All the available tools and features will help you to address the data security and compliance issues that you are bound to encounter as time goes on. It may just be time to utilize the enterprise-grade service and protection of the M365 stack. 

Microsoft Launches Windows 365

An argument could be made that the need for tools that not only simplify but improve remote work has never been greater than it is today. In an increasingly connected world, leveraging cloud computing can be the answer to a lot of the challenges that businesses are currently facing.

With Windows 365, Microsoft is aiming to improve on existing technologies to make the cloud experience even better. By enabling the computing to be done remotely in a data center and then streamed to users’ devices, Microsoft can offer something that can be compared to game streaming.

As a new way of using a computer as hybrid Windows for a hybrid world, there’s plenty that we need to look into.

What are we looking at?

Just when people were thinking that Windows 10 would be the last in the line of Windows versions, Microsoft gives us another one.

A platform that in Microsoft’s own words is going to take the operating system to the Microsoft cloud and stream the full Windows experience to personal or corporate devices.

This will include settings, data, and apps. It’s what Microsoft calls the Cloud PC. Simply put, this is a service that allows business clients to access cloud PCs from anywhere.

So technically speaking, we should not look at this service as a new version of Windows. Rather, we should take it for what it truly is — a platform that is designed to stream the full experience of Windows 10 or 11 to any browser.

Regardless of which operating system your device may be running. If we are to consider how Microsoft’s Software-As-A-Service (SaaS) model has evolved over the last decade, this move was probably going to be the next step.

Launch date

The announcement from Microsoft was made on the 14th of July and in that statement, it was made known that we should expect Windows 365 on the 2nd of August. This, however, will be for businesses. Chances are that at some point, Microsoft may eventually avail the service to consumers and small shops — sole proprietorships.

Giving clients virtual PCs

By providing this service, Microsoft can potentially cut partners out and provide virtual PCs directly to its clients. Rather than only offering operating systems, applications, productivity suites such as Microsoft Office, etc. Windows 365 can give Microsoft an even bigger slice of the pie. Because of the massive cloud system available with Azure servers, Microsoft won’t have a problem running virtual machines.

This can provide a great tool for the evolution of the Desktop-As-A-Service (DaaS) offering. As Microsoft CEO Satya Nadella said in a statement, “Just like applications were brought to the cloud with SaaS, we are now bringing the operating system to the cloud, providing organizations with greater flexibility and a secure way to empower their workforce to be more productive and connected, regardless of location.”

How does it work?

According to the information that has been made available so far, we know that there will be two versions of Windows 365 — Business and Enterprise. Both of these will be powered by Azure Virtual Desktop. Users will be able to use Windows 365 on any modern web browser or through Microsoft’s Remote Desktop app.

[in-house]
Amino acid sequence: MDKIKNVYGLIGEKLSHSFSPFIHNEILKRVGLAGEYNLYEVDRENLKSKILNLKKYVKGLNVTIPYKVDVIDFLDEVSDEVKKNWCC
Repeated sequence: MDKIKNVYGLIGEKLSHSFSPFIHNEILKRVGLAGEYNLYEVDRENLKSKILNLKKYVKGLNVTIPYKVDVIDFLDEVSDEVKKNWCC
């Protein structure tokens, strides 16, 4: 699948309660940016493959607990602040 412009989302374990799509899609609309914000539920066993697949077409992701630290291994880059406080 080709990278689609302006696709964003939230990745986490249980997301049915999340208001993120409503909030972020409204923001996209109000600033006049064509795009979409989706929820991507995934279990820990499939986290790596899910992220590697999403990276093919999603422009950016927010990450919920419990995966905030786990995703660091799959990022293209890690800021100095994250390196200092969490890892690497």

What this means is that users can gain access to their Cloud PC from a variety of devices. In a statement by one of Microsoft 365’s general managers, Wangui McKelvey, he says, “Windows 365 provides an instant-on boot experience.”

This capability simplifies how users can easily stream their Windows sessions. And Windows 365 enables them to do that with all of their same apps, tools, data, and settings across Macs, iPads, Linux machines, and Android devices. As McKelvey goes on to explain, “You can pick up right where you left off, because the state of your Cloud PC remains the same, even when you switch devices.”

Advantages to businesses

Windows 365 can enable your businesses to create Cloud PCs within minutes and assign them to employees. And this can be done without the need for expensive, dedicated physical hardware.

Without a doubt, this could prove to be a very attractive option for plenty of businesses. Especially those that may need to hire remote workers or even temporary contract staff that need to securely access a corporate network.

Because your entire Windows PC is in the cloud, your employees can work comfortably on a very secure platform. Furthermore, they won’t need to navigate VPNs or worry about security on personal devices.

Other advantages that you can get include lower maintenance costs, better protection against cyberattacks and malware, faster provisioning, less downtime in case of cyberattacks, easier patching, and far less disruptive updates.

Licensing concerns

Expectedly, clients are going to have some concerns with regards to how this will affect their current licenses. Will you have to pay more, for potentially the same services? The way Microsoft puts it, that’s not what will happen.

For instance, if you already have a Microsoft 365 E3 license, then you have paid for that service and you won’t need to do so again. This means that you can continue to use the software you have paid for and that includes Windows 10.

When it comes to Windows 365 licenses, what you’ll need to pay for is access to the virtual PC service. The latter will be maintained by Microsoft on its vast network of servers with the aim of running the software that you already have.

In a way, you could consider it similar to purchasing a computer and then purchasing the operating system and applications that you need. As a new offering, things are still hazy but hopefully, Microsoft will further clarify the concerns and confusion that people may have.

One thing that we do know are the licensing requirements and they are as follows: